The pending acquisition of McData by Brocade Communications Systems has the potential to create a SAN infrastructure powerhouse better able to fend off moves into the market by Cisco Systems, according to solution providers
The $713 million acquisition, unveiled Tuesday, brings together two of the four primary vendors of Fibre Channel switches and directors, leaving San Jose, Calif.-based Brocade facing a handful of competitors including San Jose-based Cisco; Aliso Viejo, Calif.-based QLogic; and Costa Mesa, Calif.-based Emulex.
Once the deal is completed, expected by January, the new Brocade will have a market share of roughly 70 percent, according to Robert W. Baird, a Milwaukee, Wisc.-based financial analyst firm.
In a report on the acquisition, Daniel Renouard, an analyst at Robert W. Baird, said that he expects some revenue attrition at McData because of the Brocade move, but it might not be significant given McData's loyal customer base and the cost to customers of switching vendors.
For solution providers, the acquisition gives them a vendor better able to compete against Cisco, which in the last few years has made a big push into the storage market.
"With the deal, Brocade now has a broad product line to combat Cisco from the low-end to the high-end of the switch business and all the directors in between," said Mark Teter, CTO of Advanced Systems Group, a Denver-based solution provider.
Rich Baldwin, president of San Diego-based solution provider Nth Generation, said he is excited by the acquisition.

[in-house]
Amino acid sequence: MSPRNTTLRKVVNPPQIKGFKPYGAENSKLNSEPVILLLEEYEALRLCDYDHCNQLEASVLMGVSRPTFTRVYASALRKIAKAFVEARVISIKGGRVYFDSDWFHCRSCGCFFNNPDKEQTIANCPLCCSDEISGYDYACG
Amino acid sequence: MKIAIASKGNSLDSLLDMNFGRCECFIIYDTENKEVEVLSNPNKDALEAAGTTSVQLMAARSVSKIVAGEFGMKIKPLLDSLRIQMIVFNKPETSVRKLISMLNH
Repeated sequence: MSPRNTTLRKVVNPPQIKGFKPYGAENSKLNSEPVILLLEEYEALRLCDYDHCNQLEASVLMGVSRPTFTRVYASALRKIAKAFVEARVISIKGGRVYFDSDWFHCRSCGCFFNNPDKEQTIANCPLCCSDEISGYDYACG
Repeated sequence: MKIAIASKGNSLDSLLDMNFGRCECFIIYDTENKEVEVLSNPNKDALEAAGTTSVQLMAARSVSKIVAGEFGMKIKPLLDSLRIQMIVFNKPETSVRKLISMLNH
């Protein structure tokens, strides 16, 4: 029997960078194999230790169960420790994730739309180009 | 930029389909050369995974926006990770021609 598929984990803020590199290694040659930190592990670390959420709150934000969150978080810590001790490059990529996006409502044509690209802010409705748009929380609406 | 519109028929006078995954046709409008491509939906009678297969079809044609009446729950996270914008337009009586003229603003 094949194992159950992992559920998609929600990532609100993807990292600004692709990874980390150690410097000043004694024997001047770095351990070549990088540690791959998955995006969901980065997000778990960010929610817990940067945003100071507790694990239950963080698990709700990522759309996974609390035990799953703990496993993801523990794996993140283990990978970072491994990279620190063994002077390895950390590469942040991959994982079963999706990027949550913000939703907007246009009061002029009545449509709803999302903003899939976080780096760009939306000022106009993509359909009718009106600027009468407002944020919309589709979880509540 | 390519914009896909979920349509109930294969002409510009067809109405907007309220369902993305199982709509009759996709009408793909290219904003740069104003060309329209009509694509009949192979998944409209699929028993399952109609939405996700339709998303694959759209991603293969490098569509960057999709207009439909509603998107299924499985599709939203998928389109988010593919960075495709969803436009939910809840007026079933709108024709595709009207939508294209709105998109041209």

"Cisco has been pushing to get into this market, but now Brocade is in a stronger position," Baldwin said. "I've been seeing a lot of positives this year working with Brocade. We've been winning a lot of deals against Cisco, and a few against McData. There will be market consolidation, but that leaves Brocade a stronger company."
Dan Carson, vice president of marketing and business development at Open Systems Solutions, a Willow Grove, Penn.-based solution provider, said it is interesting that Cisco didn't acquire Brocade or McData. "But then Cisco probably had to stay out of [the competition]," Carson said. "There are only four manufacturers, so there were probably regulatory considerations."
For now, Open Systems Solutions, which does roughly equal business with both Brocade and McData, is waiting for Brocade to come in and discuss transition and on-going support issues, Carson said.
While the $713 million price tag may seem high, Carson said, McData does bring to Brocade new high-end technology in the Fibre Channel-to-IP and Wide Area File Services (WAFS) space.
"Our big customers are asking about WAFS," Carson said. "One of the biggest challenges to data consolidation or data replication is latency in long-distance networking. With WAFS, customers can get access to remote data almost as quickly as if it was local."
While many in the industry talk about product overlap between Brocade and McData, McData actually brings a number of other advantages, including services, and long distance storage networking technology, and mainframe connectivity, said Tom Buiocchi, Brocade's marketing vice president.
While the two companies have not yet started integrating their product lines, Buiocchi said he expects moves toward converging on a common platform to start with the arrival of the next generation 8-Gbps Fibre Channel technology. Buiocchi could not say when that might happen, but he said such a technology refresh takes place every three to four years, and the latest technology, 4-Gbps Fibre Channel, started shipping in late 2004.
While the bulk of both companies' products are sold through the indirect and direct channels of OEMs such as EMC, Hewlett-Packard, IBM, and Sun Microsystems, Brocade and McData have also seen their sales directly to the channel grow quickly in the last couple years, a move Buiocchi expects to continue.